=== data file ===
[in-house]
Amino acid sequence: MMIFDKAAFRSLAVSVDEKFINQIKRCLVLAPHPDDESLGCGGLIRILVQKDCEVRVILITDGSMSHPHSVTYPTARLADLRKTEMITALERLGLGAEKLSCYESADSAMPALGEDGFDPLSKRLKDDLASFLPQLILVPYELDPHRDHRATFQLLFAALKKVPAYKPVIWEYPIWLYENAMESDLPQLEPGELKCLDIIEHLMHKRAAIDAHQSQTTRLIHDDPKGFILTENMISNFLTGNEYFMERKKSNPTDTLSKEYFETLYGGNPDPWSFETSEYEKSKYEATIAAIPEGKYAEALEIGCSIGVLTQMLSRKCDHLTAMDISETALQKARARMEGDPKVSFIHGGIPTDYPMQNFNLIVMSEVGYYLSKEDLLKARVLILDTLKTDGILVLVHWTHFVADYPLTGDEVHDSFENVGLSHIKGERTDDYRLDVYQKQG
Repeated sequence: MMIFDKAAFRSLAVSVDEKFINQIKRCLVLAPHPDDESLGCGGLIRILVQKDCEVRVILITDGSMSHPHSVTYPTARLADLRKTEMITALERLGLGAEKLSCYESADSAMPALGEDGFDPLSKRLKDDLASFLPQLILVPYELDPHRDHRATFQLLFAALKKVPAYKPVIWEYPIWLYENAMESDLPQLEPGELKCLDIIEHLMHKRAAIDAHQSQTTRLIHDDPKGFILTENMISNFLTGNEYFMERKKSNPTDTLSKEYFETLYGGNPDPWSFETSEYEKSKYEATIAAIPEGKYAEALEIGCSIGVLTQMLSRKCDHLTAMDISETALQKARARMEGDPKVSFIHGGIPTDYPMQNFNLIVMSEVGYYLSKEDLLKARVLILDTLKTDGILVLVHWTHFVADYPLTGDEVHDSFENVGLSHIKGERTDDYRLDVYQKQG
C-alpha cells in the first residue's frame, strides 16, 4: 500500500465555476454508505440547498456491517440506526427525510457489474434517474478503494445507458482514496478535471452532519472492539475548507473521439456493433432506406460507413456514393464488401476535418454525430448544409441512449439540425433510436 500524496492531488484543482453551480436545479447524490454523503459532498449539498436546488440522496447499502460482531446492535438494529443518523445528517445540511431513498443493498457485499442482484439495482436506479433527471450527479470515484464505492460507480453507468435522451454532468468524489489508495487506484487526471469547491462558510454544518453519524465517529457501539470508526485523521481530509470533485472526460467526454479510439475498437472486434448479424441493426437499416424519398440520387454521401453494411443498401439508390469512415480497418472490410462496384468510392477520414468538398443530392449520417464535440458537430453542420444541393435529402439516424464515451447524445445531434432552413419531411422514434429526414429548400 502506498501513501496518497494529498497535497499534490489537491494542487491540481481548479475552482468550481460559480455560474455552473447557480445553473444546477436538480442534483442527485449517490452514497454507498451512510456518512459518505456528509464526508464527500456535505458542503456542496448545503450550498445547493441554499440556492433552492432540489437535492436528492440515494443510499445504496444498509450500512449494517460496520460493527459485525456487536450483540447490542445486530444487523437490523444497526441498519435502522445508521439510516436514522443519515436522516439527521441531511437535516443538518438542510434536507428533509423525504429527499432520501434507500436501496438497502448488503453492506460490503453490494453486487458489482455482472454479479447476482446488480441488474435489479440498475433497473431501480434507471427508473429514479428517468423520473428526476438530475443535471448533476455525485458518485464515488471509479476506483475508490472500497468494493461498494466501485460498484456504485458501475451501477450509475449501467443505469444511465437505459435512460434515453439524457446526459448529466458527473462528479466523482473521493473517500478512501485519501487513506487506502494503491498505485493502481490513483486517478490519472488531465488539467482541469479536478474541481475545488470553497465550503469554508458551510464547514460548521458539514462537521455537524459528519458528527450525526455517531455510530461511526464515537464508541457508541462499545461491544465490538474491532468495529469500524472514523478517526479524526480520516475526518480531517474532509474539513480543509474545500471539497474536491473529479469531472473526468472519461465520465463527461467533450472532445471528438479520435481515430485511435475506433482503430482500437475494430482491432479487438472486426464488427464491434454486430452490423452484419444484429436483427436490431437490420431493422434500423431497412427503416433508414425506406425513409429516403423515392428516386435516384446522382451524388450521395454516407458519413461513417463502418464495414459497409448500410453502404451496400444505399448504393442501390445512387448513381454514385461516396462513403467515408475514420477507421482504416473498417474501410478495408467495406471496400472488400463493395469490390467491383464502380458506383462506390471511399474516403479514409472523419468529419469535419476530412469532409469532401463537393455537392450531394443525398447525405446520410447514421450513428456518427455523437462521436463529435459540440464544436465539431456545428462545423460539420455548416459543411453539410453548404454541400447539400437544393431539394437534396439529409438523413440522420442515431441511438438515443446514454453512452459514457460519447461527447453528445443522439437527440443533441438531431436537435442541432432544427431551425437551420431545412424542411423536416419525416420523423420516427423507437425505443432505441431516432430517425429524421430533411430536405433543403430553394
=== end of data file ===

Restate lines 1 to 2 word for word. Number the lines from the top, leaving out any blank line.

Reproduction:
[in-house]
Amino acid sequence: MMIFDKAAFRSLAVSVDEKFINQIKRCLVLAPHPDDESLGCGGLIRILVQKDCEVRVILITDGSMSHPHSVTYPTARLADLRKTEMITALERLGLGAEKLSCYESADSAMPALGEDGFDPLSKRLKDDLASFLPQLILVPYELDPHRDHRATFQLLFAALKKVPAYKPVIWEYPIWLYENAMESDLPQLEPGELKCLDIIEHLMHKRAAIDAHQSQTTRLIHDDPKGFILTENMISNFLTGNEYFMERKKSNPTDTLSKEYFETLYGGNPDPWSFETSEYEKSKYEATIAAIPEGKYAEALEIGCSIGVLTQMLSRKCDHLTAMDISETALQKARARMEGDPKVSFIHGGIPTDYPMQNFNLIVMSEVGYYLSKEDLLKARVLILDTLKTDGILVLVHWTHFVADYPLTGDEVHDSFENVGLSHIKGERTDDYRLDVYQKQG